The dangers of scanning QR codes from email
QR or Quick Response code is an easy way to link to full content. But the issue is that you don’t know where you’re going, and it can lead to a dangerous trap set by cybercriminals.
Unfortunately, cybercriminals have found ways to exploit QR codes, using them as a tool for phishing and malware distribution. Scammers often send fraudulent emails containing QR codes, enticing recipients to scan them. Once scanned, these codes can lead to various malicious actions, such as:
- Fake websites: redirecting users to fake websites designed to steal personal information like usernames and passwords.
- Malware downloads: scanning a QR code can trigger the download of malicious software onto your device, compromising your organisation’s security and privacy.
- Financial fraud: scammers can use QR codes to initiate unauthorised transactions or steal funds from your digital wallets.
- HR scam: scammers can send you a fake “payroll” email with a QR code that takes you to a malicious website, requiring you to fill in your credentials to get a fake “salary increase, compensation modification, insurance revision etc.”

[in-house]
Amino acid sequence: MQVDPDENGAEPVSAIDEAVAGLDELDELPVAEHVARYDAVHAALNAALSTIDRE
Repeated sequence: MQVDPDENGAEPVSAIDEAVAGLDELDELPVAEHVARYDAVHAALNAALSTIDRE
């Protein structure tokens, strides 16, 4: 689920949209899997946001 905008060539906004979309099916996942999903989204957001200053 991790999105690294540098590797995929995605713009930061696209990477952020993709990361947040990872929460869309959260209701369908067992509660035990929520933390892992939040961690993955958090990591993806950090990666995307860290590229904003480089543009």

Keeping your organisation safe and secure is a top priority. This means staying alert and vigilant, whether at work or on personal devices.
Take precautions today
Always verify the legitimacy of the source before scanning any QR code. If you receive an email with a suspicious QR code. You can use the SLAM technique:
S: check the sender’s email address
L: verify links
A: beware of attachments
M: read the message carefully for ‘phishing’ methods urging you to take immediate action.
If you receive an email with a suspicious QR code, report it to your security department.